What is fetal growth restriction?

Is FGR same as IUGR
Fetal growth restriction (FGR) is the same as intrauterine growth restriction (IUGR).

Yes, fetal growth restriction (FGR) is the same as intrauterine growth restriction (IUGR)

The term IUGR is now replaced by FGR; however, they are the same.

  • It is a condition in which an unborn baby (fetus) is smaller in size than expected for the number of weeks of pregnancy (gestational age).
  • To be specific, the estimated weight of the fetus is less than the 10th percentile. Also referred to as “small for gestational age,” it means that the baby weighs less than 90 percent of babies of the same gestational age.

What causes FGR?

Many factors can increase the risk for fetal growth restriction (FGR). These include problems with the placenta or umbilical cord and certain factors in the mother and baby. The placenta is the organ that is formed during the pregnancy, and it carries oxygen and nutrients to the baby. There may be problems with the attachment of the placenta to the uterus or restricted blood flow through the umbilical cord.

Factors in the mother that can cause FGR to include:

Factors in the baby that can cause FGR to include:

  • Multiple gestations (being one of the twins, triplets, or more)
  • Infections
  • Congenital problems or birth defects (such as heart defects)
  • Problem with genes or chromosomes

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How is FGR diagnosed?

Fetal growth restriction (FGR) is diagnosed during regular prenatal checkups.

The simplest way for the doctor to find is by checking the fundal height. To check fundal height, the healthcare provider measures from the top of your pubic bone to the top of your uterus (fundus). Fundal height is measured in centimeters. After the 20th week, it is about the same as the number of weeks of pregnancy.

To confirm the diagnosis, your doctor may order diagnostic tests that include:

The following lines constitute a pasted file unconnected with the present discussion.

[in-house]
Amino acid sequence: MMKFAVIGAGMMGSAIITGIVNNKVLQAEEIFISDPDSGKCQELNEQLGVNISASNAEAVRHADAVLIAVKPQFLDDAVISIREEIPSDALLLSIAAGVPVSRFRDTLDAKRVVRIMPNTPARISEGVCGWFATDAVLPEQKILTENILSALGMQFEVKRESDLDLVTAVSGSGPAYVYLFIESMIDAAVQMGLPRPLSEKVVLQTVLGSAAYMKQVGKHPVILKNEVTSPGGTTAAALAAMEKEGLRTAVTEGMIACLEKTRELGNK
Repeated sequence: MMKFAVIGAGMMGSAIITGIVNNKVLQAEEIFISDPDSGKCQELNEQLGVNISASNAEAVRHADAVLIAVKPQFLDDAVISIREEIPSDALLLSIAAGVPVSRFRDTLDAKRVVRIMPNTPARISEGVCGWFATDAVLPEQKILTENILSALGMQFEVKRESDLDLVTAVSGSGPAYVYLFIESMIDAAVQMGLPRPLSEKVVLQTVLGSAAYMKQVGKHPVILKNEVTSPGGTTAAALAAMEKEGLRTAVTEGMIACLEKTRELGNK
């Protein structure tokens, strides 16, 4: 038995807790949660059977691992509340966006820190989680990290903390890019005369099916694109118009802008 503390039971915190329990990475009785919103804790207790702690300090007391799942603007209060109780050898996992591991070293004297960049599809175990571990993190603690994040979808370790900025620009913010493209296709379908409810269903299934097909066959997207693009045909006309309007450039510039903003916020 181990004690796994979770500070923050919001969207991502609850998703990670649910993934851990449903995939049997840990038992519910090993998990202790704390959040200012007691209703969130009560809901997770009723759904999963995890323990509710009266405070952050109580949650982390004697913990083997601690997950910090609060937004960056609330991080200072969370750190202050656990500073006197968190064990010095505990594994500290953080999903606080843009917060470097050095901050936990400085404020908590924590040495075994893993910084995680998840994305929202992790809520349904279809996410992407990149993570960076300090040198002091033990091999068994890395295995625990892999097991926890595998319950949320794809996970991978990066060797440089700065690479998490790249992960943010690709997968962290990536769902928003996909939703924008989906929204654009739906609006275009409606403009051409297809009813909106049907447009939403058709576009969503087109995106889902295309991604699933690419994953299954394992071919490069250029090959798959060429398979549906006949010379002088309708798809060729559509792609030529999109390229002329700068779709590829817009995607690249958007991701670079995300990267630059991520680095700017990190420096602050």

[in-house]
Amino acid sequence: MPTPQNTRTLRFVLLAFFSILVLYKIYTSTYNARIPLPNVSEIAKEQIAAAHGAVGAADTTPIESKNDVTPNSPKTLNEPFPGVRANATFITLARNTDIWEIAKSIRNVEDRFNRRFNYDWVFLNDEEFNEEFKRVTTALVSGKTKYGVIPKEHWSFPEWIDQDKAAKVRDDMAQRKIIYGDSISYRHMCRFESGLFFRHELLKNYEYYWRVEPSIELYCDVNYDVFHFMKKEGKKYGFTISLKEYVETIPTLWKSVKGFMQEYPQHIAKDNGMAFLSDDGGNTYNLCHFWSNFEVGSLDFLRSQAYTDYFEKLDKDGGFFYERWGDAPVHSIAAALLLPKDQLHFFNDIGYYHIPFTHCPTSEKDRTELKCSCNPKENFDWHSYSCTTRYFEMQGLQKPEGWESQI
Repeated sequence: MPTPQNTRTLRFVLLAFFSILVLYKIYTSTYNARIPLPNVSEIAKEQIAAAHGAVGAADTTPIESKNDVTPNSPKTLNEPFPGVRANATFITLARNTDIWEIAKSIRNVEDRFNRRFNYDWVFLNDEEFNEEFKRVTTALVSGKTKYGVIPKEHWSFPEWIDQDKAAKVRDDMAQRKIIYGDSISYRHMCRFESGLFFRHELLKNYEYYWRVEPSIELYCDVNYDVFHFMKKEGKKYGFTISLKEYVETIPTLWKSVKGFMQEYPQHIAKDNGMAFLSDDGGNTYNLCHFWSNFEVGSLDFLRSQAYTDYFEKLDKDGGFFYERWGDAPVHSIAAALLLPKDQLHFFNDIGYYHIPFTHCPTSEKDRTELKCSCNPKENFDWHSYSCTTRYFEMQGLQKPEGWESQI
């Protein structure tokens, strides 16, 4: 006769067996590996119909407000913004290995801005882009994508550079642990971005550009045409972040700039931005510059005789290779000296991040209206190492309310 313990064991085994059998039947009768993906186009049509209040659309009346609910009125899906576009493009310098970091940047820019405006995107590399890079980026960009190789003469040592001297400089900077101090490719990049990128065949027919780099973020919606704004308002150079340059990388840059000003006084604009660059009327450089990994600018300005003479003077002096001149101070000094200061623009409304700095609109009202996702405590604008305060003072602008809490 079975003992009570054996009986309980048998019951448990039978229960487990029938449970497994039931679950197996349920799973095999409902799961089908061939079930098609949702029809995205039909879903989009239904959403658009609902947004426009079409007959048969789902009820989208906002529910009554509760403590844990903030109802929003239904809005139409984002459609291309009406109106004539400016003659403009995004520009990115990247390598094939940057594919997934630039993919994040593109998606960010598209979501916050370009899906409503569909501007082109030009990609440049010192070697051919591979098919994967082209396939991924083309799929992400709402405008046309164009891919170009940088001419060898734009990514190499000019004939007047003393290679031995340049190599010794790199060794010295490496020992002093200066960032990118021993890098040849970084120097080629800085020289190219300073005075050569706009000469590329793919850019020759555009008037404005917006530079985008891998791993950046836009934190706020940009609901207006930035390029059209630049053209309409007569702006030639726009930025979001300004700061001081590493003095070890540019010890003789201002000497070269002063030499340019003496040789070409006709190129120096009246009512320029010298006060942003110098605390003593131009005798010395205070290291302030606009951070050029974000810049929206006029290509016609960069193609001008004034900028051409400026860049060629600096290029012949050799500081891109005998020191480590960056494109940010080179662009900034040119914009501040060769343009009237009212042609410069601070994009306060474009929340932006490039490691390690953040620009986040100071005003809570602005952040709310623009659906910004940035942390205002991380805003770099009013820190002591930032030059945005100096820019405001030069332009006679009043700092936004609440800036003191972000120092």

• Fetal ultrasound: To estimate fetal weight, an ultrasound procedure uses sound waves that create images of the baby in the womb.
  • Doppler ultrasound: A special type of ultrasound to check the blood flow to the placenta and through the umbilical cord to the baby.
  • Fetal monitoring: Monitoring devices strapped over the uterus to record the baby’s heartbeat.
  • Amniocentesis: Drawing amniotic fluid from the womb to check for any infections or genetic abnormalities.

How is FGR treated?

Your doctor will treat fetal growth restriction (FGR) depending on the underlying cause and its severity, which is estimated from the diagnostic tests.

First, you will be asked to have frequent prenatal visits, ultrasound, and Doppler ultrasound exams, and other tests, if needed.

  • If maternal conditions, such as high blood pressure is responsible for FGR, your doctor will treat you to lower the blood pressure.
  • If infections are causing the condition, appropriate medications may be administered to treat them.

Your doctor may ask you to keep track of fetal movements. If you find a decrease in the movements, you need to contact the doctor right away.

You may have early delivery or emergency cesarean to avoid complications in the baby after the delivery.

How can FGR be prevented?

Fetal growth restriction (FGR) can occur in any pregnancy. However, you can lower your chances of developing it by avoiding cigarette smoking, alcohol, or recreational drug use. Having regular and early prenatal care, following a healthy diet, managing blood pressure, and appropriate weight gain can help prevent FGR.

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Medically Reviewed on 3/25/2022
References
Image Source: iStock Images

Ross MG. Fetal Growth Restriction. Medscape. https://emedicine.medscape.com/article/261226-overview